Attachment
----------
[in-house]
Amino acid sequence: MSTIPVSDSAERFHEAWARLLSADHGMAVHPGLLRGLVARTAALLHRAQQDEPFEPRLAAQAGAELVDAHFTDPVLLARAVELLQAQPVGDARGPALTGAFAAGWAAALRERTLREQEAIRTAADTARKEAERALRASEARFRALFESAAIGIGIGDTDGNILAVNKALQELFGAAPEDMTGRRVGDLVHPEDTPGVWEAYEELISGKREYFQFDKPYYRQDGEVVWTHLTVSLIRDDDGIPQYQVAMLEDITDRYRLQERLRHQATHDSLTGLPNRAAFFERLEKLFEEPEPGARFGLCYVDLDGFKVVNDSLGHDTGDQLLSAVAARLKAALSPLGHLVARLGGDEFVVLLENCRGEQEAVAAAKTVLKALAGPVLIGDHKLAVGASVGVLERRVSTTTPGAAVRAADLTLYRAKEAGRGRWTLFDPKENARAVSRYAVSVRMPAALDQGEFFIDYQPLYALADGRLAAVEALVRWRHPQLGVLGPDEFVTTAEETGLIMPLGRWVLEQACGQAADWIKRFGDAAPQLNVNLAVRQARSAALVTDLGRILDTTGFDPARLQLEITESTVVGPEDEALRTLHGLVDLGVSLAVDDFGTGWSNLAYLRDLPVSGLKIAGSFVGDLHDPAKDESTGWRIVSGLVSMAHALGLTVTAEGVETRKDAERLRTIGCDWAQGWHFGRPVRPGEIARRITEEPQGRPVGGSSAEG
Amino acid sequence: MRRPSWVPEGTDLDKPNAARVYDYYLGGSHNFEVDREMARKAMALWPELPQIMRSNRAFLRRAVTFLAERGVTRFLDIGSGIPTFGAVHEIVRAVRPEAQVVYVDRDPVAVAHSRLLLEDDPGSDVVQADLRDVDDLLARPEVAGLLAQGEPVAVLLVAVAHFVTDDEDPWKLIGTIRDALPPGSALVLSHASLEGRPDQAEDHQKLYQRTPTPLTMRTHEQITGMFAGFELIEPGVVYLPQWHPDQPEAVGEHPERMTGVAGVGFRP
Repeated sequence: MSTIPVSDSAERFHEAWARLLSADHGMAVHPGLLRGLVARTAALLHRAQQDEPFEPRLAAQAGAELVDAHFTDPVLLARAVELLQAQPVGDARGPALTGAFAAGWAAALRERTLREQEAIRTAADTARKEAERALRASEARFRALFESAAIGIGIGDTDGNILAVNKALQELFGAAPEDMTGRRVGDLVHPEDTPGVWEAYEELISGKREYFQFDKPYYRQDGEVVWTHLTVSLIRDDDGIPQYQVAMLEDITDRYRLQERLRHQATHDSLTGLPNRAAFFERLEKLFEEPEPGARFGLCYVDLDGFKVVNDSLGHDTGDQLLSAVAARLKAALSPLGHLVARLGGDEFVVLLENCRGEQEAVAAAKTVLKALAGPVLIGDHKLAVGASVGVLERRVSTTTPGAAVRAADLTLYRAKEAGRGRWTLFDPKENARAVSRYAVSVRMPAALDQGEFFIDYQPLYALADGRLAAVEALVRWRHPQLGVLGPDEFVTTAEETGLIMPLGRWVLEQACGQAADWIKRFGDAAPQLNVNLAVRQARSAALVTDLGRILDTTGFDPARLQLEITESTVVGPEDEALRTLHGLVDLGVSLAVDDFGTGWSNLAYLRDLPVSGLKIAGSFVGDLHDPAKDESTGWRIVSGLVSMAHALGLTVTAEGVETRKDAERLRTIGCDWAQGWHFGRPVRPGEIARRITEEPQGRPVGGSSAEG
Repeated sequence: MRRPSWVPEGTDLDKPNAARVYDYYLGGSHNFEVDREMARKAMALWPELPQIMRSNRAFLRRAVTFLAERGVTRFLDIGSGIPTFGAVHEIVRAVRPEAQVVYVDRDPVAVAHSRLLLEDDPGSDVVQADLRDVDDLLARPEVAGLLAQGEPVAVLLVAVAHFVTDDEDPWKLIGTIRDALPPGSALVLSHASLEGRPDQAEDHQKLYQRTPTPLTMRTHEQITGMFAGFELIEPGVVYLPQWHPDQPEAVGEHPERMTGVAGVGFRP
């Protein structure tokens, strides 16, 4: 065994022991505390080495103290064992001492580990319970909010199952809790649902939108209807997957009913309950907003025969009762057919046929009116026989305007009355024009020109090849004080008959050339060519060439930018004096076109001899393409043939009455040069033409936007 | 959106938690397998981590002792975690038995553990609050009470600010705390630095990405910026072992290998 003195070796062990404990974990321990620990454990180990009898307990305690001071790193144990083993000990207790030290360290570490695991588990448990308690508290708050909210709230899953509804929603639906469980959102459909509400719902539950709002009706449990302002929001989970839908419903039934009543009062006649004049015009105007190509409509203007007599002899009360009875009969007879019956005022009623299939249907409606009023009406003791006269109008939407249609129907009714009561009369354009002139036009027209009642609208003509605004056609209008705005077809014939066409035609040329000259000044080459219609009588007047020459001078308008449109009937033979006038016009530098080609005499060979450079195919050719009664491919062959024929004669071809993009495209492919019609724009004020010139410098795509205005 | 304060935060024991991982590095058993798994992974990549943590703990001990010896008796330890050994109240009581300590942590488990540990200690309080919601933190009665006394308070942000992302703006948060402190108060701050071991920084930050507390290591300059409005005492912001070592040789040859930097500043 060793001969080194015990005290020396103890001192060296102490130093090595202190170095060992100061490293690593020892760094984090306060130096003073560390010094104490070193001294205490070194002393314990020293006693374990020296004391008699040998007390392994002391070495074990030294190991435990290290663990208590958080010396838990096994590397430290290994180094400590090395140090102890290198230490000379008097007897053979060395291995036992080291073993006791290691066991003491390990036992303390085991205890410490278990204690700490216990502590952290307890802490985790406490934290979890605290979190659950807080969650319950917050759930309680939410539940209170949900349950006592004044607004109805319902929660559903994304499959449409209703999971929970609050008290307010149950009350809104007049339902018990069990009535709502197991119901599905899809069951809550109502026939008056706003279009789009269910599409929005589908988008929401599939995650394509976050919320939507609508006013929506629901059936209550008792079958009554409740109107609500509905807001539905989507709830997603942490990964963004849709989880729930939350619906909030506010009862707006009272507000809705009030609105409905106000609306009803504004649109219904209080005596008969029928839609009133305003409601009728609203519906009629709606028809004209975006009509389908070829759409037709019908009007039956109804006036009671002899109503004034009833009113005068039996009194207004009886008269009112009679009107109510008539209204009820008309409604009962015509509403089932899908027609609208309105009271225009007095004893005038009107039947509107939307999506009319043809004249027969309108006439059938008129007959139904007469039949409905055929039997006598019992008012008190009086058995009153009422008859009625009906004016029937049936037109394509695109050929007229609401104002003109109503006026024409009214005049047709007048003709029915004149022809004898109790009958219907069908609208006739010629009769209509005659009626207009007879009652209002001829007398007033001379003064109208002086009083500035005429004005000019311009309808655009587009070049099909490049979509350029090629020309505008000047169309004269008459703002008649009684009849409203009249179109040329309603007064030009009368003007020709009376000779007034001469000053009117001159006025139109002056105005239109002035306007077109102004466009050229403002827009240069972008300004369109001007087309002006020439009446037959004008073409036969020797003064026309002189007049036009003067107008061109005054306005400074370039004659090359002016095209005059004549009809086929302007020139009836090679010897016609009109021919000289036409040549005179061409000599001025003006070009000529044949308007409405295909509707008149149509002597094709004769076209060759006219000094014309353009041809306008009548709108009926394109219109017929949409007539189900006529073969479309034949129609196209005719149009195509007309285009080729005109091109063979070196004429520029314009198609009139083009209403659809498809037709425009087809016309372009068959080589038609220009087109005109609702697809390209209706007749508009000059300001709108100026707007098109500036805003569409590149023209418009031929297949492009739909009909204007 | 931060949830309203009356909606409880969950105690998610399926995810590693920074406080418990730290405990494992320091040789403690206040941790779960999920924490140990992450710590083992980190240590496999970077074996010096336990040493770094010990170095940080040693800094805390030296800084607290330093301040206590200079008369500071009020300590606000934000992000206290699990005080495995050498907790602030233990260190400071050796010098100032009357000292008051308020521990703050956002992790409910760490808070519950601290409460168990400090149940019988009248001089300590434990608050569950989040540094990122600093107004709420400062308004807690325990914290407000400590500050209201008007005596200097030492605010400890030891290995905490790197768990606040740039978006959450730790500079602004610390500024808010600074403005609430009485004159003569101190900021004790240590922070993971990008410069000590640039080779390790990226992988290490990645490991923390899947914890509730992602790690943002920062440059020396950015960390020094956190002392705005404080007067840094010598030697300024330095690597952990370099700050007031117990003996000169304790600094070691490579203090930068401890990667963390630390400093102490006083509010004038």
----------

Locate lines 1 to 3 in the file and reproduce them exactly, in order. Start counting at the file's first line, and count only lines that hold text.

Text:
[in-house]
Amino acid sequence: MSTIPVSDSAERFHEAWARLLSADHGMAVHPGLLRGLVARTAALLHRAQQDEPFEPRLAAQAGAELVDAHFTDPVLLARAVELLQAQPVGDARGPALTGAFAAGWAAALRERTLREQEAIRTAADTARKEAERALRASEARFRALFESAAIGIGIGDTDGNILAVNKALQELFGAAPEDMTGRRVGDLVHPEDTPGVWEAYEELISGKREYFQFDKPYYRQDGEVVWTHLTVSLIRDDDGIPQYQVAMLEDITDRYRLQERLRHQATHDSLTGLPNRAAFFERLEKLFEEPEPGARFGLCYVDLDGFKVVNDSLGHDTGDQLLSAVAARLKAALSPLGHLVARLGGDEFVVLLENCRGEQEAVAAAKTVLKALAGPVLIGDHKLAVGASVGVLERRVSTTTPGAAVRAADLTLYRAKEAGRGRWTLFDPKENARAVSRYAVSVRMPAALDQGEFFIDYQPLYALADGRLAAVEALVRWRHPQLGVLGPDEFVTTAEETGLIMPLGRWVLEQACGQAADWIKRFGDAAPQLNVNLAVRQARSAALVTDLGRILDTTGFDPARLQLEITESTVVGPEDEALRTLHGLVDLGVSLAVDDFGTGWSNLAYLRDLPVSGLKIAGSFVGDLHDPAKDESTGWRIVSGLVSMAHALGLTVTAEGVETRKDAERLRTIGCDWAQGWHFGRPVRPGEIARRITEEPQGRPVGGSSAEG
Amino acid sequence: MRRPSWVPEGTDLDKPNAARVYDYYLGGSHNFEVDREMARKAMALWPELPQIMRSNRAFLRRAVTFLAERGVTRFLDIGSGIPTFGAVHEIVRAVRPEAQVVYVDRDPVAVAHSRLLLEDDPGSDVVQADLRDVDDLLARPEVAGLLAQGEPVAVLLVAVAHFVTDDEDPWKLIGTIRDALPPGSALVLSHASLEGRPDQAEDHQKLYQRTPTPLTMRTHEQITGMFAGFELIEPGVVYLPQWHPDQPEAVGEHPERMTGVAGVGFRP